AMELANCHIER laevis 'Majestic'
Plant Common Name
A vigorous Allegheny serviceberry cultivar, 'Majestic', has many wonderful ornamental and cultural features. It is very fast growing and reaches nearly twice the height of wild-type plants while maintaining a tall and narrow habit. It produces many drooping racemes of white flowers in spring, followed by prolific summer fruit and dark, reddish-orange fall color. It is also notably resistant to hot and humid weather. It was first released in 1990 and developed by William Flemer III or Princeton, New Jersey.
This exceptional small tree is admired for its beautiful spring flowers, edible summer berries and glorious fall color. Allegheny serviceberry is a North American native that is naturally distributed from the Canadian province of Newfoundland southward to the states of Georgia and Alabama, so hardiness depends a lot on regional germplasm. This multi-stemmed deciduous small tree to large shrub usually inhabits moist open woods and meadows and tends to sucker and spread over time.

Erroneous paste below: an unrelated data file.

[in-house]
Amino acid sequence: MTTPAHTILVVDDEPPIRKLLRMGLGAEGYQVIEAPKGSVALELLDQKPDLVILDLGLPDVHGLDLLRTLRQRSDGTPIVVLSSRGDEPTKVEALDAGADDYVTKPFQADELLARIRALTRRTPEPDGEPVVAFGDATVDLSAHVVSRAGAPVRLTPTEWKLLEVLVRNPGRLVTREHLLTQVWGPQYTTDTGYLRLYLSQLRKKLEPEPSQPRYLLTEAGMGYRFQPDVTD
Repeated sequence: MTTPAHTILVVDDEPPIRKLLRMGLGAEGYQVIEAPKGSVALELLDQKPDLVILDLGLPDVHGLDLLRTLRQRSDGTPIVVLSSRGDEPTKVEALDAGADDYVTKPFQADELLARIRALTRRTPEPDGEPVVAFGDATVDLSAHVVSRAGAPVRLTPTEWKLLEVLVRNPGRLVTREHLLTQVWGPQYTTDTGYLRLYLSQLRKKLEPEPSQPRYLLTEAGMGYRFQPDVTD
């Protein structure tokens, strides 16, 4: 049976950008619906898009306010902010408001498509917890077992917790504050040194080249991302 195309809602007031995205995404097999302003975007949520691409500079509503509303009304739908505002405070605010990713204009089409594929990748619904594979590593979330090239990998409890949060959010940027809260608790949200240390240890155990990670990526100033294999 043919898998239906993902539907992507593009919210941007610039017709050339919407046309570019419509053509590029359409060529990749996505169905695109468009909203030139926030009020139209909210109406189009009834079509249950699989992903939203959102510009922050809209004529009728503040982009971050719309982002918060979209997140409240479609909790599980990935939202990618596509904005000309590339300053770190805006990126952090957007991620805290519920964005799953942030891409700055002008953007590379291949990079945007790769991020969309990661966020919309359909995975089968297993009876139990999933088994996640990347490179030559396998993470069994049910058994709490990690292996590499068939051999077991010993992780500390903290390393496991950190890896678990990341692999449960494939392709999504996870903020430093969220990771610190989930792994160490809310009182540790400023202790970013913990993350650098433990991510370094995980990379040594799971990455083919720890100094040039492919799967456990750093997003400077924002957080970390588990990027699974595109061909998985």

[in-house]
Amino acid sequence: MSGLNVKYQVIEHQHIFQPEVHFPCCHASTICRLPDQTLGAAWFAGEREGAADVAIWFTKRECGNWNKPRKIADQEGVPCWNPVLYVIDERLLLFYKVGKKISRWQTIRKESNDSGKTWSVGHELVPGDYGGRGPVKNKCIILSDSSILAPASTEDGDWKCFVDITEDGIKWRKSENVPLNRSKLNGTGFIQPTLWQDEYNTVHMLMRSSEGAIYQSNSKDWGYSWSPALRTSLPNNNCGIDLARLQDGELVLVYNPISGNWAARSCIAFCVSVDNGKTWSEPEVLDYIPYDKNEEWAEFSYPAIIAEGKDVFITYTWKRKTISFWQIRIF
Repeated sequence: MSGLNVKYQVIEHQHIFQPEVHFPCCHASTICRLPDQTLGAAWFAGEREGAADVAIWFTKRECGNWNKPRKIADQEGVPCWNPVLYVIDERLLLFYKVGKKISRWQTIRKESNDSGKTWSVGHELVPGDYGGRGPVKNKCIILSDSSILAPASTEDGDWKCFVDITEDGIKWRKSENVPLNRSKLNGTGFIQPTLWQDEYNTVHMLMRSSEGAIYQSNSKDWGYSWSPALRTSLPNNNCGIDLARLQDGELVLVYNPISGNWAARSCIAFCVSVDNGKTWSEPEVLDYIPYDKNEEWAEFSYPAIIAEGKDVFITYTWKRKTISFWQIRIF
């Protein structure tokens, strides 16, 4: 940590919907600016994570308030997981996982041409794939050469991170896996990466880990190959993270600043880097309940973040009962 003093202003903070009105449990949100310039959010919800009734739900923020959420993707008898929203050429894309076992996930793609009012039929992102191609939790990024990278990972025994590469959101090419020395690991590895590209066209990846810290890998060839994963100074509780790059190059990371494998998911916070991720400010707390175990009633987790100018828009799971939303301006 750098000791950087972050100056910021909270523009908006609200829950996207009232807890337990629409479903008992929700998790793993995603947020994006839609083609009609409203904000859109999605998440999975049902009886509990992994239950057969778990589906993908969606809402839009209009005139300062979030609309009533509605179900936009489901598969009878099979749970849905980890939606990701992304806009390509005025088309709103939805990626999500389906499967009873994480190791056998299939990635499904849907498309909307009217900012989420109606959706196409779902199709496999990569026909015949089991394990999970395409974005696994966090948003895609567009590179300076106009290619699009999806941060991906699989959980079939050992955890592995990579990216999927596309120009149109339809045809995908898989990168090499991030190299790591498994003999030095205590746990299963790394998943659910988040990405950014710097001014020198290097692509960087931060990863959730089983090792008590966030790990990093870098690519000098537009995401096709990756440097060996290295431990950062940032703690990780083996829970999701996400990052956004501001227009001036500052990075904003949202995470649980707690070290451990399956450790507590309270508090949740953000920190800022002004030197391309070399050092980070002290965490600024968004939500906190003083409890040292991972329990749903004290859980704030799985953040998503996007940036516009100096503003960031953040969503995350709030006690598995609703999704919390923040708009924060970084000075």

Bronzy new leaves awaken in spring alongside its delicate white spring flowers. The simple oval leaves quickly turn medium green and in fall burst into glorious shades of red, yellow and orange. The showy flowers are white, five-petaled and held in pendent clusters. They are pollinated by bees and followed by small, round, berries that turn from rosy red to blue-black by summer. The fruit is edible to people and wildlife alike. In winter, its smooth gray bark adds stark winter interest.
Allegheny serviceberry grows best in full to partial sun and fertile, organic-rich soil. It is not too pH sensitive but does tend to favor slightly acid soil. It has a naturally attractive vase-shaped habit and should only be pruned lightly and selectively as needed. It tends to sucker and suckers should be removed from plants placed in more formal settings.
This is an ideal small tree for smaller landscapes and woodland gardens. It is also suitable for large foundation plantings. Its smooth bark and white flowers are best viewed against a background of evergreens. The popular cultivar 'Cumulus' has a more narrow, upright form.
AHS Heat Zone
9 - 3
USDA Hardiness Zone
4 - 9
2a, 2b, 3a, 3b, 4, 5, 6
Full Sun, Partial Sun, Partial Shade
15'-25' / 4.6m - 7.6m
15'-25' / 4.6m - 7.6m
Early Spring, Spring
North America, United States, Northeastern United States, Mid-Atlantic United States, Southeastern United States, Central United States, South-Central United States, Canada
Spring, Summer, Fall
Edible, Feature Plant, Foundation, Fruit / Fruit Tree, Mixed Border, Shade Trees, Street Trees
Sharp or Has Thorns